• Our comparison of housing units to the inventory list found 10 instances where the asset tag number on the refrigerator did not match the one on the list and 9 instances where the asset tag number on the range did not match the one on the list.
  • The inventory list provided by the Authority only accounted for 222 of the 235 units under its management. In addition, 15 units on the list were missing asset tag numbers for refrigerators, ranges, or both.
  • The inventory list did not have the costs or the purchase dates of refrigerators and ranges.
  • The Authority could not provide information or evidence of when the inventory list was last updated.

Authoritative Guidance

Section 8 of the Department of Housing and Community Development (DHCD) Accounting Manual states,

The management of each [Local Housing Authority, or LHA] is responsible for developing and implementing a system of internal control which will:

  • Safeguard the assets of the organization. . . .

It is important that each Local Housing Authority observe the following fundamental requirements in establishing an effective system of internal control:

  • An organizational plan which provides for definite placement of responsibility and for specific lines of responsibility. . .
  • The use of forms, documents, and procedures which facilitate control.

In addition, Section 15(d) of the manual states,

DHCD requires that a formal system for the inventory of furniture and equipment be established by program by all LHAs. The inventory will be composed of two parts, [including] a non capital / control inventory for all items expensed at purchase but costing $1,000 or more (refrigerators and stoves are to be included regardless of price). . . .

  1. A physical inventory of all Furniture and Non-expendable Equipment must be taken and an inventory list maintained each year.
  2. Physical inventory results must be compared to equipment record and any differences and discrepancies will be reviewed by the LHA for possible adjustments.

Finally, the Wellesley Housing Authority Inventory and Equipment Policy states, “The Inventory Master List will include the . . . Date Purchased . . . and Cost.”

Reasons for Noncompliance

Officials of the Authority stated that no annual inventory had been conducted; however, based on our audit findings, the Authority has instituted new procedures to ensure that all appliances are properly accounted for.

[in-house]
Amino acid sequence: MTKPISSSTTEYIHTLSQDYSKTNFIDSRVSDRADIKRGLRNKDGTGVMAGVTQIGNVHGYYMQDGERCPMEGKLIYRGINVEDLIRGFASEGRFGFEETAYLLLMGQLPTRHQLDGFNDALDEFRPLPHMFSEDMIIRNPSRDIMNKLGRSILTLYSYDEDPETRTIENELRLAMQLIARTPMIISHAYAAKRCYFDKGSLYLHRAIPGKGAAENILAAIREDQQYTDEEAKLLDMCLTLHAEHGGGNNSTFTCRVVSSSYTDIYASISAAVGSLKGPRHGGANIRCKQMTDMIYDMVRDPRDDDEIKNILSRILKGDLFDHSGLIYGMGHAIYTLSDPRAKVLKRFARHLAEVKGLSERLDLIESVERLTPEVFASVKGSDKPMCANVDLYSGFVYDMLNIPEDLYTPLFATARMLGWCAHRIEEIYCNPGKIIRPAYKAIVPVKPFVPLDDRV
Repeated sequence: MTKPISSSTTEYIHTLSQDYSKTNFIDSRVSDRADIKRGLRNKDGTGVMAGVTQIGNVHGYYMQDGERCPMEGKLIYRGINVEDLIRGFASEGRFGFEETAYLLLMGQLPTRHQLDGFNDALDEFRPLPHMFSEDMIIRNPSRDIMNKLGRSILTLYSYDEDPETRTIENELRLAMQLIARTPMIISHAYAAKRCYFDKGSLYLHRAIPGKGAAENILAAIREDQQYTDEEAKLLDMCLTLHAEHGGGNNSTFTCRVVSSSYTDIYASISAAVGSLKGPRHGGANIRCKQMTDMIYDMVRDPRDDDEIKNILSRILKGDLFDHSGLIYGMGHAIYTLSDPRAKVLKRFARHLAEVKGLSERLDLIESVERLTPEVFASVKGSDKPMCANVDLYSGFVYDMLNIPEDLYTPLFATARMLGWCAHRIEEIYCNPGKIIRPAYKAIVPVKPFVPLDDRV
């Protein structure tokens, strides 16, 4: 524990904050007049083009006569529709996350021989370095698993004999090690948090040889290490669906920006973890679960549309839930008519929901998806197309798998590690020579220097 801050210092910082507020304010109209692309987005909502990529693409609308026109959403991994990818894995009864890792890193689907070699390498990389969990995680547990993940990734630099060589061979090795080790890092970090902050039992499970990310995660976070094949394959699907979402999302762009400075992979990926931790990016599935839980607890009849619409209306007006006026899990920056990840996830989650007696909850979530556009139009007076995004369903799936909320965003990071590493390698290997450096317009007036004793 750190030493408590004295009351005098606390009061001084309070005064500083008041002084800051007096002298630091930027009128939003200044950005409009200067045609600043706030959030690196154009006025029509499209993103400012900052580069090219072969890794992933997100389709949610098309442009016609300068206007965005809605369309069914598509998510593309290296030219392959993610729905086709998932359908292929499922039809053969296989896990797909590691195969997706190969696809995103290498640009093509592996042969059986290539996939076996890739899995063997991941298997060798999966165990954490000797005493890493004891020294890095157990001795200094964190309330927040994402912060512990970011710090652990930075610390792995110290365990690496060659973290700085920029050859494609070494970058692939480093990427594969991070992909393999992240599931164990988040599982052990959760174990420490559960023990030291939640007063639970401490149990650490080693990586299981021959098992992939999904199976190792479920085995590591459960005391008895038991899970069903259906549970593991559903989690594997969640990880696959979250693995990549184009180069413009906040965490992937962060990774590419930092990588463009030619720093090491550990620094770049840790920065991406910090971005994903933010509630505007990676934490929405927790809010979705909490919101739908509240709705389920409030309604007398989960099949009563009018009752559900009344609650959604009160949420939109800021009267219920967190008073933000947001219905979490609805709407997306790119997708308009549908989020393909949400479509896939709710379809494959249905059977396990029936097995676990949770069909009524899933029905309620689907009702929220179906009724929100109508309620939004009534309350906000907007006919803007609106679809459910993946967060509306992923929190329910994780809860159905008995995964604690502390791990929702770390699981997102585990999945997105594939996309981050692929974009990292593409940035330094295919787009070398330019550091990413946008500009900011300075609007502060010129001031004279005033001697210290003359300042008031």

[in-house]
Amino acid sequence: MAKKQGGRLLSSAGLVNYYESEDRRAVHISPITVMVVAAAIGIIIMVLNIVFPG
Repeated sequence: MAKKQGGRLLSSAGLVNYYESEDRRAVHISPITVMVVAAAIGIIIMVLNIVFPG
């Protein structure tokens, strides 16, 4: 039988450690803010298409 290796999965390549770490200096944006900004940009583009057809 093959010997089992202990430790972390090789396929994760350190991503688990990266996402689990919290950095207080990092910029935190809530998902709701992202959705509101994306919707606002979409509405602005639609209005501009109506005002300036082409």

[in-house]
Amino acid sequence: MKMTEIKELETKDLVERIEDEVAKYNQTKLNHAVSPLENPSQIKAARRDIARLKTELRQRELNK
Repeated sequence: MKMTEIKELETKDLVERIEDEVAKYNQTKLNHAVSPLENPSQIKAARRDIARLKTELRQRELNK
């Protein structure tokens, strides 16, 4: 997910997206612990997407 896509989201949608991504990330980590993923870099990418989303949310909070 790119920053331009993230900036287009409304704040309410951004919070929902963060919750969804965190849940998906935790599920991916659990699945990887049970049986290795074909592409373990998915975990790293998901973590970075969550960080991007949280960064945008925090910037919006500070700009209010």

Recommendations

  1. The Authority should update its written policies and procedures governing all aspects of its inventory process as well as monitoring controls to ensure that this process is adhered to.
  2. The Authority should conduct an inventory of all ranges and refrigerators, reconcile it to the current inventory list, and investigate any discrepancies.

Auditee's Response

The Maintenance Supervisor spent a good deal of time reviewing his procedure for ordering and receiving appliances. A system had been in place that we believe was not followed by two (2) of our former employees. Per the recommendation of your office, an up to date inventory has been performed and recorded. We also produced a listing of those appliances that were removed from units and taken to the recycling facility in Wellesley.

In addition, our Fee Accountant was able to successfully verify all expenditures and tie them to invoices. Finally, I will take up with the Board of Commissioners the codification of our inventory procedure as a formal policy.

Auditor's Reply

The Authority did provide the Office of the State Auditor (OSA) with what it said were updated inventory lists for its boilers / water heaters and appliances with its response to this report. However, since these lists were prepared by the Authority and provided to OSA after we completed our audit fieldwork, we could not verify their accuracy. With its response, the Authority also provided a list of items that it sent to the local recycling center, but the list did not specifically identify the types of item recycled or which Authority unit each item came from.

The Authority does have an inventory policy that recognizes that the inventory should be accounted for annually, but Authority officials told us that annual inventories were not being conducted. Further, in OSA’s opinion, the Authority’s inventory policy is deficient and should be updated to identify the staff member/s who will be responsible for monitoring the inventory process and performing year-end reconciliations of inventory records. This policy should also describe in detail how the use of work orders is integrated into the inventory process when appliances are placed in units as well as the process for disposing of surplus items.

Date published: May 30, 2018